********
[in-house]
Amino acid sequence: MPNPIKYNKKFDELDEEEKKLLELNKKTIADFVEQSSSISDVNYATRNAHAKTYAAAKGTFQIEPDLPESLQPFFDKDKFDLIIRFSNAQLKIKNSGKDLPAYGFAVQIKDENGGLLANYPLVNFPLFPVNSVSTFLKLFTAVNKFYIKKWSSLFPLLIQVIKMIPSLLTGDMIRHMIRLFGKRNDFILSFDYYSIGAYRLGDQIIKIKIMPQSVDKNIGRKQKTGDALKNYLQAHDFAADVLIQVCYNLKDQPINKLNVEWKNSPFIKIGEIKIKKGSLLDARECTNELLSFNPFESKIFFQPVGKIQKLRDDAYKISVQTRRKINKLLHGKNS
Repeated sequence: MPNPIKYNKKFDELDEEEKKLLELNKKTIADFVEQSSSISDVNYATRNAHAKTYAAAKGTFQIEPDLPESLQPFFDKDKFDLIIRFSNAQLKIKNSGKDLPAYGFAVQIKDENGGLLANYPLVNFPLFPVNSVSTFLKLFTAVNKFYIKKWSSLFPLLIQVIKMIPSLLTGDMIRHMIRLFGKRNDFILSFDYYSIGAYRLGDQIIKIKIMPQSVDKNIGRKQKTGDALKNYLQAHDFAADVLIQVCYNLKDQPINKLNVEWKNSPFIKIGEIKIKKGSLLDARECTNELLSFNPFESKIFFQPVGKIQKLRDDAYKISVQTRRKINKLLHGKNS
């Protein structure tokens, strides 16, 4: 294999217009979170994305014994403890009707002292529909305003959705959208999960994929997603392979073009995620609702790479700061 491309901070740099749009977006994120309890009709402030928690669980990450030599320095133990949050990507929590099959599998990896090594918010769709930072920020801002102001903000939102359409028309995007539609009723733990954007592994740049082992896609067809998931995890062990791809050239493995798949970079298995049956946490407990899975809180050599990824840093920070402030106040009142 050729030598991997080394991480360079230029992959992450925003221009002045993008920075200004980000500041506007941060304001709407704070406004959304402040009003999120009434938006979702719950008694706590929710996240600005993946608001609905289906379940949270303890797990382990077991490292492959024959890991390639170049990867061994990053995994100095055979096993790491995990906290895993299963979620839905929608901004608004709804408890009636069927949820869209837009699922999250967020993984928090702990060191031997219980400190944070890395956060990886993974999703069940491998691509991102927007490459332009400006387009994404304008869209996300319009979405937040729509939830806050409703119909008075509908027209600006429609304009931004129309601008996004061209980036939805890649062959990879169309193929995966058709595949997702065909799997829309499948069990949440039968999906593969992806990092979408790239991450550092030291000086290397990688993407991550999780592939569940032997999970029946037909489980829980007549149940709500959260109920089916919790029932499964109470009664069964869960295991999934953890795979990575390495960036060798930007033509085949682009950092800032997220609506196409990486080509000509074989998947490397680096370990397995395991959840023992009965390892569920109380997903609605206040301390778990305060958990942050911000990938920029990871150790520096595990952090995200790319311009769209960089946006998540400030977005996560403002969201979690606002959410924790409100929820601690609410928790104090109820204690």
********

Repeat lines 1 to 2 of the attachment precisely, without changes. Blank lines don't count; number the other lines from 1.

[in-house]
Amino acid sequence: MPNPIKYNKKFDELDEEEKKLLELNKKTIADFVEQSSSISDVNYATRNAHAKTYAAAKGTFQIEPDLPESLQPFFDKDKFDLIIRFSNAQLKIKNSGKDLPAYGFAVQIKDENGGLLANYPLVNFPLFPVNSVSTFLKLFTAVNKFYIKKWSSLFPLLIQVIKMIPSLLTGDMIRHMIRLFGKRNDFILSFDYYSIGAYRLGDQIIKIKIMPQSVDKNIGRKQKTGDALKNYLQAHDFAADVLIQVCYNLKDQPINKLNVEWKNSPFIKIGEIKIKKGSLLDARECTNELLSFNPFESKIFFQPVGKIQKLRDDAYKISVQTRRKINKLLHGKNS